Schrödinger’s Taoiseach Brian Cowen Determined To Remain In Box With Unstable Isotope
Schrödinger’s Taoiseach Brian Cowen
Schrödinger’s Taoiseach Brian Cowen said this evening he intended to stay in the box which allows him to occupy a quantum physical state where he is both leader of Fianna Fail and not leader of Fianna Fail – this despite internal party disquiet over his personal popularity with the electorate, the party’s standing in the polls and the dangerous proximity of a decaying isotope linking a trigger mechanism and a small flask of hydrocyanic acid.
Mr Cowen insisted this evening it was in the best interests of the country and the party for him to remain in the box.
He said his Fianna Fáil parliamentary party would hold a secret ballot on Tuesday on a motion of whether or not to violently shake the box causing the flask of hydrocyanic acid to shatter regardless of the rate of subatomic decay on the trigger mechanism.
After two days of consultation with colleagues, Mr Cowen said he had come to the conclusion that stepping down would lead to confusion and loss of authority, chiefly his.
“As Schrödinger’s Taoiseach my total focus must remain with discharging my duties to the people,” he told a press briefing in Dublin this evening from inside his box.
In an effort to clear up confusion as to whether or not he is a humble, gracious, realistic man of integtrity as has been stated ad nauseum by pundits on the nation’s airwaves of late Mr Cowen clearly stated “I made no indication of resigning at any time as leader of the party,”
The Schrödinger’s Taoiseach accepted there was “an issue” over leadership but said that question should be resolved quickly if only people would stop focussing on pesky facts
Under normal Fianna Fáil party rules, a leader would only face a vote on the leadership if caught on YouTube in the bridal suite of the Four Seasons buried up to the pubic bone in a feral she-goat.
He said he wanted to dispense with procedures and put forward the motion himself for a vote when TDs and Senators at Tuesday’s parliamentary party meeting.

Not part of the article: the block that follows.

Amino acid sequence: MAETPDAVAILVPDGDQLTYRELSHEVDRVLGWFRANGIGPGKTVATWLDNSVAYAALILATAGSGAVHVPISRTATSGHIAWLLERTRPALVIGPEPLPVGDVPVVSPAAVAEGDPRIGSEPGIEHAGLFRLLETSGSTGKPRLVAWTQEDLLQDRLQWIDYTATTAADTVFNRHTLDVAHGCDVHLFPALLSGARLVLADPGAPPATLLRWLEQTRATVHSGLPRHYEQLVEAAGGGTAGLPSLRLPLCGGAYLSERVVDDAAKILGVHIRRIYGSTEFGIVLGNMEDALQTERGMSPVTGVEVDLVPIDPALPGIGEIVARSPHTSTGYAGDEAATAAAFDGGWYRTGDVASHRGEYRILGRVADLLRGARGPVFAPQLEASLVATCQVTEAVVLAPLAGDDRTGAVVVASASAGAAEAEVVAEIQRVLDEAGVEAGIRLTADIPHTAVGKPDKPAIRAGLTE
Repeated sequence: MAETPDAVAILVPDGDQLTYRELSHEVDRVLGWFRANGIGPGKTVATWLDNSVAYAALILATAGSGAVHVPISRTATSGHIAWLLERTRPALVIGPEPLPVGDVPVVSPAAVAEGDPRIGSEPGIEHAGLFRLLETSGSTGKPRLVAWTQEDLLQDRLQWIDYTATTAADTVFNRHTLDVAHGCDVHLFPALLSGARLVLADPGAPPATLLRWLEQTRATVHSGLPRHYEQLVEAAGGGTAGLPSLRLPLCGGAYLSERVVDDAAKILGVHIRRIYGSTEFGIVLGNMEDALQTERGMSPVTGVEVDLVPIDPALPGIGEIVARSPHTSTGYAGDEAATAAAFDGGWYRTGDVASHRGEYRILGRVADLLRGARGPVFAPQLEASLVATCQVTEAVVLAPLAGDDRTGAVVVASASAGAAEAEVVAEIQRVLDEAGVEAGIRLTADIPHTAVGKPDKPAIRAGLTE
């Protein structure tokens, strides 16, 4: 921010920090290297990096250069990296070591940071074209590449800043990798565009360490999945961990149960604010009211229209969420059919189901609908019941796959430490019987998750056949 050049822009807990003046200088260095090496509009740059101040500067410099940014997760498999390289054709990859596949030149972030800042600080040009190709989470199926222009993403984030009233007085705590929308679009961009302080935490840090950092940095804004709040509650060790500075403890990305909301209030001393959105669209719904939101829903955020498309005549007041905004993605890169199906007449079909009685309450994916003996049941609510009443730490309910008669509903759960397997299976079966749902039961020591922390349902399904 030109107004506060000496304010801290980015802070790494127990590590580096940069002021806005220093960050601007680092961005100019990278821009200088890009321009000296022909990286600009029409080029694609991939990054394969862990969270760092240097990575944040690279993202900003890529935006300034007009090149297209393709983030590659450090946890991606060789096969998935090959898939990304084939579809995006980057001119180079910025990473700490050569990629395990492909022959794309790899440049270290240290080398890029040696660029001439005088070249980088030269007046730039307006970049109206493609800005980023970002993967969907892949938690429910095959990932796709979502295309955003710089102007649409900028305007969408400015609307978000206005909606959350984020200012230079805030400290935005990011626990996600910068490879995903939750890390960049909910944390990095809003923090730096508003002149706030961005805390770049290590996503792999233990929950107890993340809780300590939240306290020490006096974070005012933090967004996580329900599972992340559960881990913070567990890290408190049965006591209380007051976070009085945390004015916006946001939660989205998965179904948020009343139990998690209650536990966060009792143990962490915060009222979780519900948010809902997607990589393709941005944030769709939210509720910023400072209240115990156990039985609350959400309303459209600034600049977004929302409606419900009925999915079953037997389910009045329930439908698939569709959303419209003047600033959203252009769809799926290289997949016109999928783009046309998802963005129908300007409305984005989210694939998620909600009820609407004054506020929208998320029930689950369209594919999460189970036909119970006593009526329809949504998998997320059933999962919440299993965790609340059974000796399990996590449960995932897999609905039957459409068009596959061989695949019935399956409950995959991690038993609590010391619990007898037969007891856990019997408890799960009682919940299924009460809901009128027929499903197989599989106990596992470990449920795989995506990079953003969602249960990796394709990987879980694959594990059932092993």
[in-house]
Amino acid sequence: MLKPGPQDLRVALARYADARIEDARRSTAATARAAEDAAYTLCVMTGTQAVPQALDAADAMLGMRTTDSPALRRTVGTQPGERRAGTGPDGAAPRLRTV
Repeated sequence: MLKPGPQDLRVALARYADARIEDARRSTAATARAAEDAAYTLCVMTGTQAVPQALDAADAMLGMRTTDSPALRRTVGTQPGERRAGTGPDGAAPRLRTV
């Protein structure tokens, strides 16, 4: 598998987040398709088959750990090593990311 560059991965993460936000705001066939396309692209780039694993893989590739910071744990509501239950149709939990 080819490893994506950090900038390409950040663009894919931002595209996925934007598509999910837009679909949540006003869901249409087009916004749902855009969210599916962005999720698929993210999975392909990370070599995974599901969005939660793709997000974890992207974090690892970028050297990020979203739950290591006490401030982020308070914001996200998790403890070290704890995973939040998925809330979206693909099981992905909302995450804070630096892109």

Concerns over the Schrödinger’s Taoiseach’s leadership came to a head in the last week after he was publicly grilled in the Dáil on Wednesday by Sinn Fein’s Kweeeeeveeeen O’Kwaaaaaylaaaawn on his contacts with former Anglo Irish Bank boss Sean FitzPatrick.
Under pressure, he revealed the names of two other business chiefs who joined him and Mr FitzPatrick for a post-golf match dinner in Druid’s Glen, Co Wicklow – Gary McGann, chief executive of Smurfit Kappa, who was a director of Anglo at the time, and Alan Gray, an economist appointed to the Central Bank board by Schrödinger’s Taoiseach .
But tonight he rejected that his Anglo contacts were at issue. “The issue here is not about that at all,” he said “..somewhere out there in the highlands of Punanastan, Lehmann Brothers are holed up laughing at us. Laughing”.
“All members of the parliamentary party acknowledge my good faith in relation to all of these issues. My standing in the party is not under question in any way.” Which is why we have been treated to a week of watching Fianna Fail play a very public game of ‘Pass-The-Poison-Chalice’.
One Minister of State, Seán Haughey, who spoke to Mr Cowen on Thursday, said the Taoiseach was not plotting to remain in office.
“I found him in a very philosophical humour, very genuinely open to discussion and debate,” he said. “He had got someone to deck out his box with some leftover fairy lights from christmas and he had laid on biscuits and a basket of free money for visiting TDs and Senators”
“I didn’t get the impression of a man who was sitting there in a box plotting to remain in power and not in power simultaneously.” Mr Haughey also said he told Mr Cowen he was not communicating with the electorate but that this may have been due to the muffling effect of two layers of heavy duty cardboard.
The minister said he got the impression Mr Cowen wanted to do what was best for the country and party. Unfortunately it seems that every time he goes into the room with the bottle of brandy and revolver he invariably drains the brandy and loses the revolver.
“If he thought it was in the interests of the party, I think he would consider stepping down,” he told RTÉ Radio today. Best interests of the party. The country can go and hang its bollix on the Five Lamps evidently.